Audi RS3 Sportback
Saving the planet may be at the top of most carmakers’ agenda, but the luxury brands haven’t quite written off fast and furious motoring. We currently have some pretty hardcore contenders, most notably the BMW 1 Series M Coupé, which many are declaring one of the most enjoyable small performance cars of recent years.
Not to be outshone by BMW, Audi has produced the RS3 Sportback, a serious hot hatch that marks the carmaker’s most focused entry into a territory that includes the likes of Mini John Cooper Works and Ford Focus RS. The RS3 is the flagship of the A3 family. It sits above the S3, from which it differentiates itself not just by the added dose of power, but stylistic elements that butch up the overall look - wide front wings, a deeper front bumper, larger spoiler, restyled rear bumper and chunky 19-inch wheels.
Interior design follows a similar masculine aesthetic. This includes lots of soft-touch sporty leather and prominent stitching on the seats, chrome touches here and there, a flat-bottomed fat steering wheel that can be ordered in alcantara, sporty RS instrument gauges and lots and lots of RS branding throughout. With Audi Exclusive you can opt for a host of extra goodies including optional bucket seats that help hold you whilst speeding around corner - something you’re most likely to do in a car like this.
The five-door hatchback features the same 2.5 five-cylinder turbo petrol engine that powers the TT RS - these being the only two Audis to feature this coveted engine. It also boasts 340bhp, delivering supercar performance with 0-62mph a sprint in just 4.6 seconds.
The RS3 Sportback is all-wheel drive and is fitted with a seven-speed, double-clutch gearbox filtered down from the Quattro rally cars that allows for both automatic and manual drive, the manual shifts operated through the paddle behind the steering wheel.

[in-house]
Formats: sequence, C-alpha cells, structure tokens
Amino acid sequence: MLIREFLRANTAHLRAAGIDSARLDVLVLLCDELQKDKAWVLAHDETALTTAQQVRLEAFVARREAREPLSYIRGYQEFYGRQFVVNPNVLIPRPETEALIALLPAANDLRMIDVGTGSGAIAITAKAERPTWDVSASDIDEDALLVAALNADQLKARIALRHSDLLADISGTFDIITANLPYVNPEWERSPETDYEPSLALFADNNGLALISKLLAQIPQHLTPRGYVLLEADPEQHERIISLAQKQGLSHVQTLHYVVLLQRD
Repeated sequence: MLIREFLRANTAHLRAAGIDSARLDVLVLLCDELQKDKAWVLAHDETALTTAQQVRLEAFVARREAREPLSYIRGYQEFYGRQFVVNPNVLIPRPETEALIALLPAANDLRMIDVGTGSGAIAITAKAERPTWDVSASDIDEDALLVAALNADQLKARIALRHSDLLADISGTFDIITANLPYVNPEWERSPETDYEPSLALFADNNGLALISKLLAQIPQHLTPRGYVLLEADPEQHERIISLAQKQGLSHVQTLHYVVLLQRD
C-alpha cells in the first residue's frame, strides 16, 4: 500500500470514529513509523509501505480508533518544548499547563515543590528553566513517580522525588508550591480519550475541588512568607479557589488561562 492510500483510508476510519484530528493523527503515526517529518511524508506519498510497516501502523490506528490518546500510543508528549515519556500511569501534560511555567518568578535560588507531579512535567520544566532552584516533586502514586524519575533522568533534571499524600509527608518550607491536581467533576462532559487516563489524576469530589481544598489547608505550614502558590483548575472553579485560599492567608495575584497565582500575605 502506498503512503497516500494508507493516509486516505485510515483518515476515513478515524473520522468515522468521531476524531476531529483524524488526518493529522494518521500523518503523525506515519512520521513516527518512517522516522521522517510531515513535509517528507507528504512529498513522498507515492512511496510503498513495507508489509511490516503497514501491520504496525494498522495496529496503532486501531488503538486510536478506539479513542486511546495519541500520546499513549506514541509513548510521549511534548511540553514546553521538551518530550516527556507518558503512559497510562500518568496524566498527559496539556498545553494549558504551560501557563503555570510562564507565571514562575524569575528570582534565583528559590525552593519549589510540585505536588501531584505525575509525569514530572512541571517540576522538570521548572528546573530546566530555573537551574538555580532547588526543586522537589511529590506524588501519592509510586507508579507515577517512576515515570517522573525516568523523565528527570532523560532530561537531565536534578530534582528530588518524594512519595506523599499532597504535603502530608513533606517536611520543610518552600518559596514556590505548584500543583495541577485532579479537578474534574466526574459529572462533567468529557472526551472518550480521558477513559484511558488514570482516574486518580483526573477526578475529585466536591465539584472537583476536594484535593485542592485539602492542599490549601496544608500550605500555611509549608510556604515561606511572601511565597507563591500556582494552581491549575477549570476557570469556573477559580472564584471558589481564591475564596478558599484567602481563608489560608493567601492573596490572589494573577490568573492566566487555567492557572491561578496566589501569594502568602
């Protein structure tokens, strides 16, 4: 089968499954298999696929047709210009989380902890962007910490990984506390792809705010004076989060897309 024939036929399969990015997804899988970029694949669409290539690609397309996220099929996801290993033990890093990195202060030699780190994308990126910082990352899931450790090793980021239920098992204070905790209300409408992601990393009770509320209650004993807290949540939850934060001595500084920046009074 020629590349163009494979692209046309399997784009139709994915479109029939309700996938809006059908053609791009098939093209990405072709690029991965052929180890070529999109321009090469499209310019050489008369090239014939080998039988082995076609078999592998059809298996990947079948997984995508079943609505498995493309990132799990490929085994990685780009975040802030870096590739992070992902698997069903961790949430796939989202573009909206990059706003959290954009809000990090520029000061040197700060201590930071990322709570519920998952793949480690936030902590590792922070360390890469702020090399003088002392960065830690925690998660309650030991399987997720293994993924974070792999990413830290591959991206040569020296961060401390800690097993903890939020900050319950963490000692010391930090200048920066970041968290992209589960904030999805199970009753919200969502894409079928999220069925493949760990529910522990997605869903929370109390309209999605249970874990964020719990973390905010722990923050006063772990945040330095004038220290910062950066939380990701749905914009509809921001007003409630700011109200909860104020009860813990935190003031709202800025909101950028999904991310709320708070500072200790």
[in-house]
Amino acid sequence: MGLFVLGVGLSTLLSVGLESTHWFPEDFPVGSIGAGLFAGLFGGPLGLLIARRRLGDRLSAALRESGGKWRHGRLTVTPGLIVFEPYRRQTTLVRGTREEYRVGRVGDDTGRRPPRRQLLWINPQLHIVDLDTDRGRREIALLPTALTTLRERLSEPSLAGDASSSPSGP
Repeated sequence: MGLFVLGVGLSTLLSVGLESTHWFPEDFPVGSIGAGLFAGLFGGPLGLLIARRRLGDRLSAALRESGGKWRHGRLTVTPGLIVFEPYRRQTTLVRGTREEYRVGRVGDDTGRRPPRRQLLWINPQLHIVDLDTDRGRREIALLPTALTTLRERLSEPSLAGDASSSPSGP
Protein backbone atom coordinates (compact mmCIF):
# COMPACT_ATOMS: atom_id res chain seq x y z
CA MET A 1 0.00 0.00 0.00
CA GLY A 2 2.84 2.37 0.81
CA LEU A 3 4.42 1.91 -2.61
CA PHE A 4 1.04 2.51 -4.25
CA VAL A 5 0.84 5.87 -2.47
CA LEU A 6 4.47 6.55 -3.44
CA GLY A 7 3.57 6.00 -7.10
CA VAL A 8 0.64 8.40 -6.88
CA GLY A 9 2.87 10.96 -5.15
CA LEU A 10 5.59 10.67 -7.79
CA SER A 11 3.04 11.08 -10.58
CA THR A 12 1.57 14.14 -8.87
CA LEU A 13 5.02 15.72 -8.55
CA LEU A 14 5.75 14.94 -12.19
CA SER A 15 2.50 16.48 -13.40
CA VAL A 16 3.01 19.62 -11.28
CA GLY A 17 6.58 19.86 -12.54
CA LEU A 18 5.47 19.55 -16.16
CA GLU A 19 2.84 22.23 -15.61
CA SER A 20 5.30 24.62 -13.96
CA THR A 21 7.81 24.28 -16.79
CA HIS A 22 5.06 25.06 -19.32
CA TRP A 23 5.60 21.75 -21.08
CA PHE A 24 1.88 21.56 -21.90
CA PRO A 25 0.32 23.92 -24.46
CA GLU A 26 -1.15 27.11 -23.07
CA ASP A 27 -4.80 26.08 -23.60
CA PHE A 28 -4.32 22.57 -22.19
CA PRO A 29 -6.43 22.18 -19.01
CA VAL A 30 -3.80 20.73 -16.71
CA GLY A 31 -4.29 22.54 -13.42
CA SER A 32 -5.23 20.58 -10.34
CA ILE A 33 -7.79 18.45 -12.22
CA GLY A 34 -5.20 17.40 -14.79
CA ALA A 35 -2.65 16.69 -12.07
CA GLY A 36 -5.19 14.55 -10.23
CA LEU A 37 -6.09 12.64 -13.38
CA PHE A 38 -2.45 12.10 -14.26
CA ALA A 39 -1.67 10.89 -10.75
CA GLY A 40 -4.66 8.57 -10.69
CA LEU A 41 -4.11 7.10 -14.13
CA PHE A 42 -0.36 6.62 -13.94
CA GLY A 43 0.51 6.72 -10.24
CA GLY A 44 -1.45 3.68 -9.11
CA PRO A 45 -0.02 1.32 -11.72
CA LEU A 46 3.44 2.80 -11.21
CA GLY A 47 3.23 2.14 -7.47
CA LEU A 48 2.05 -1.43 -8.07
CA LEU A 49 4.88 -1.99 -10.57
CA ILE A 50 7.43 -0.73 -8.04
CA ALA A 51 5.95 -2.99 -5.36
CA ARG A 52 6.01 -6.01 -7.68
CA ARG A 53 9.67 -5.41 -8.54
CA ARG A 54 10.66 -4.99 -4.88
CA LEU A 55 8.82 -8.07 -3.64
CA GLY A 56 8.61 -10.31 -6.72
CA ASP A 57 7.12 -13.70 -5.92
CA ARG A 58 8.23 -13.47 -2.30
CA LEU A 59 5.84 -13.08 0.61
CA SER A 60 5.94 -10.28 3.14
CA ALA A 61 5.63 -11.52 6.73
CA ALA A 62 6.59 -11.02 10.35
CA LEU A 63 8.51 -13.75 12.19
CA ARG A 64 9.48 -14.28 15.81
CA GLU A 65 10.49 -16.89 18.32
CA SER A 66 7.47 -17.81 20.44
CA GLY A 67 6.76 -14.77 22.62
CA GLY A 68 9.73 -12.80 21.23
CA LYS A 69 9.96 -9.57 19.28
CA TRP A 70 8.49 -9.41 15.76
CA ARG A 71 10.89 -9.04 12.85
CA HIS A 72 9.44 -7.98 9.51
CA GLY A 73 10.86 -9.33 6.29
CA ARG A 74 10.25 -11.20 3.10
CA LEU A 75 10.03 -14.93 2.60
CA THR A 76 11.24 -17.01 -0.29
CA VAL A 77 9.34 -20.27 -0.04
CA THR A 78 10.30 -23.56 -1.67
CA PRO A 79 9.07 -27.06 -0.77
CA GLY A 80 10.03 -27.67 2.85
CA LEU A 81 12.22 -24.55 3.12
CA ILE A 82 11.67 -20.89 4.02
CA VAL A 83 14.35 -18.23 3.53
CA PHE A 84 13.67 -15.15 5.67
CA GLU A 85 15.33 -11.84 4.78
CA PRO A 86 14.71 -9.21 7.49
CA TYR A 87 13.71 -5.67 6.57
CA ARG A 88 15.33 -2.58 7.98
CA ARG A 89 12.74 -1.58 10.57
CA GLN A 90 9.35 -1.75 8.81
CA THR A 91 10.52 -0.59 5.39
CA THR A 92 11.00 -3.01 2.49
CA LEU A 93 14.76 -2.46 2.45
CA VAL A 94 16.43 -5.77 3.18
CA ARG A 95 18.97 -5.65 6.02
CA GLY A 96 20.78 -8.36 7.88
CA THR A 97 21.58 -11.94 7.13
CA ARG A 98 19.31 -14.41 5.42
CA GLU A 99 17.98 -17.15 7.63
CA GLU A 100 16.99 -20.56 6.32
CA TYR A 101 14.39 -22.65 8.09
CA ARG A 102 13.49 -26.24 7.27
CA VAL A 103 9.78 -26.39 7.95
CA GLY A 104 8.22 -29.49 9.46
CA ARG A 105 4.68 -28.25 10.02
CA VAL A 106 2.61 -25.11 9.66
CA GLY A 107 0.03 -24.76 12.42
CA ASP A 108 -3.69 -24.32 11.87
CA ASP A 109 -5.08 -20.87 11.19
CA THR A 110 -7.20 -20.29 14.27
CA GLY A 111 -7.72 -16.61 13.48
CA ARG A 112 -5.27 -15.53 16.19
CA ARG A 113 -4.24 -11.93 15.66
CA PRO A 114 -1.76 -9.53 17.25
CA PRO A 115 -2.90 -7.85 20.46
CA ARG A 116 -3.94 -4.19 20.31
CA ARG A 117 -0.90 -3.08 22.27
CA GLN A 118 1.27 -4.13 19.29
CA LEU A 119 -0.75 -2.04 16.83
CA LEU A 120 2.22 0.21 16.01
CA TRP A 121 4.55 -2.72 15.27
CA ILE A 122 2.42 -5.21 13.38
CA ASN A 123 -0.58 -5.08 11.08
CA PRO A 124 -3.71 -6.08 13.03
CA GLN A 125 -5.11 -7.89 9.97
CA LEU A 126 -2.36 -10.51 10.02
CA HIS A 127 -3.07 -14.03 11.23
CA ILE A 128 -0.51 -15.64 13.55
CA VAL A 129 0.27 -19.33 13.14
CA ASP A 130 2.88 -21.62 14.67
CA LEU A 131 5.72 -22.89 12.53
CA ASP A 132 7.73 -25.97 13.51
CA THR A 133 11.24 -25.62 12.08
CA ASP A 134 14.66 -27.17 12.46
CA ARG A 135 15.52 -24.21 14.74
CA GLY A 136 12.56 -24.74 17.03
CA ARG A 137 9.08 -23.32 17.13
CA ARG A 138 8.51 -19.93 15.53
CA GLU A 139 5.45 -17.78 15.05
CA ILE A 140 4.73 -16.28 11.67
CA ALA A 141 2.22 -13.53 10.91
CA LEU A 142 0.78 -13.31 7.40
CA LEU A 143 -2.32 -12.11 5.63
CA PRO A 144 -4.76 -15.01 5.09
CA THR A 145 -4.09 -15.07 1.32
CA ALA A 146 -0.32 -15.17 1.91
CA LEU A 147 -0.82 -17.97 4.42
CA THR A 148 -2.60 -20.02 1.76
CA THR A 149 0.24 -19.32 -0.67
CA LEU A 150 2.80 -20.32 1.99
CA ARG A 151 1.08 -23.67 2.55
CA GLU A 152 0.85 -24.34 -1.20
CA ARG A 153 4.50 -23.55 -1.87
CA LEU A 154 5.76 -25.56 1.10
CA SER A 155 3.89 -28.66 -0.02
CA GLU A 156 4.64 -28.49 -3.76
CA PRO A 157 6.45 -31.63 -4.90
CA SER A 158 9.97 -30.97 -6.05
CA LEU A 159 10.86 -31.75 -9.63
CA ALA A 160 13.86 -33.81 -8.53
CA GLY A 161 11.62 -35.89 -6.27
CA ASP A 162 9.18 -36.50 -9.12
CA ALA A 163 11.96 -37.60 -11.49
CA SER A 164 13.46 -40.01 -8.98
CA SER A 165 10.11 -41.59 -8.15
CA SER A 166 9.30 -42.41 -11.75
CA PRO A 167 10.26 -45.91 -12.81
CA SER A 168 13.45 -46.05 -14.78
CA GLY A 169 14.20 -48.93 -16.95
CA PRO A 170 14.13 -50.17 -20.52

Fuel consumption has been kept relatively low - it returns 31mpg on a combined cycle and emits 212g/km of CO2. Most importantly, models of the car will be limited, with only 500 available in the UK, for example, which will naturally increase its desirability.
We drove the car around Velden, which happens to be the birthplace of Quattro, and along the steep roads of the Austrian Alps - a mix of sunshine and sharp showers adding that little bit of extra adventure to the road test. And the car did not disappoint.
As a company, Audi doesn’t seem to disappoint either. It has defeated all odds to be one of the sole carmakers out there actually turning a profit in these recession times, selling over a million cars globally last year - up 15 percent from 2009.
Audi also boasts record production of 1,148,791, up 23.4 percent, raising its prestige to Europe’s best selling premium marque. The firm is planning 13 new models and a target of 1.2 million sales for 2011. Sadly the A3 bodies will be extinct in less than a year.
What’s more Audi just announced its tenth victory at the French sportscar endurance classic Le Mans 24 Hours racing that took place over the weekend. Utilising this racing know-how, Audi is continuously making fabulous sports cars that have the added bonus of exquisite design and a pretty unrivalled attention to detail, especially in interior design.
Whilst most other car manufacturers had almost waved goodbye to the glory days of motoring in a bid to sound genuine in their embrace for green motoring, Audi has been busy trying to find a way to retain the thrill of driving but make it relevant for the 21st century.
The whole e-tron project is centred around this proposition, and judging by the evocative design of the concept cars we’ve seen so far, many of us cannot wait to experience this second paradigm in motoring.
The RS3 Sportback is clearly not a car that is vital to our existence. You don’t need one of these, but a driving enthusiast would for certain desire one. Let’s face it, the thrill of driving is here to stay - even if the zero emission autonomous car of the near future will allow us to take the occasional break. What is certain is that there will always be room for fun cars like the RS3.